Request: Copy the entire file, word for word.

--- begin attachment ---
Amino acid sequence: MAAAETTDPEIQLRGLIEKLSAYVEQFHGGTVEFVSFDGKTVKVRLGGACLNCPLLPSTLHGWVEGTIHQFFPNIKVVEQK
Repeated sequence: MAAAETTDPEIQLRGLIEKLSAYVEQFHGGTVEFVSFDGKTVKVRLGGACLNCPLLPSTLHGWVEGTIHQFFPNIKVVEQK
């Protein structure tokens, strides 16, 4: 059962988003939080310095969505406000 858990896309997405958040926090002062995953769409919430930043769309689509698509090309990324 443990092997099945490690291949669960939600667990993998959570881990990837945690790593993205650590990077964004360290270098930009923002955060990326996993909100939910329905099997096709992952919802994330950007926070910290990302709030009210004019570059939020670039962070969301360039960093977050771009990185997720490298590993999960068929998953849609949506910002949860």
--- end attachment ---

Amino acid sequence: MAAAETTDPEIQLRGLIEKLSAYVEQFHGGTVEFVSFDGKTVKVRLGGACLNCPLLPSTLHGWVEGTIHQFFPNIKVVEQK
Repeated sequence: MAAAETTDPEIQLRGLIEKLSAYVEQFHGGTVEFVSFDGKTVKVRLGGACLNCPLLPSTLHGWVEGTIHQFFPNIKVVEQK
């Protein structure tokens, strides 16, 4: 059962988003939080310095969505406000 858990896309997405958040926090002062995953769409919430930043769309689509698509090309990324 443990092997099945490690291949669960939600667990993998959570881990990837945690790593993205650590990077964004360290270098930009923002955060990326996993909100939910329905099997096709992952919802994330950007926070910290990302709030009210004019570059939020670039962070969301360039960093977050771009990185997720490298590993999960068929998953849609949506910002949860």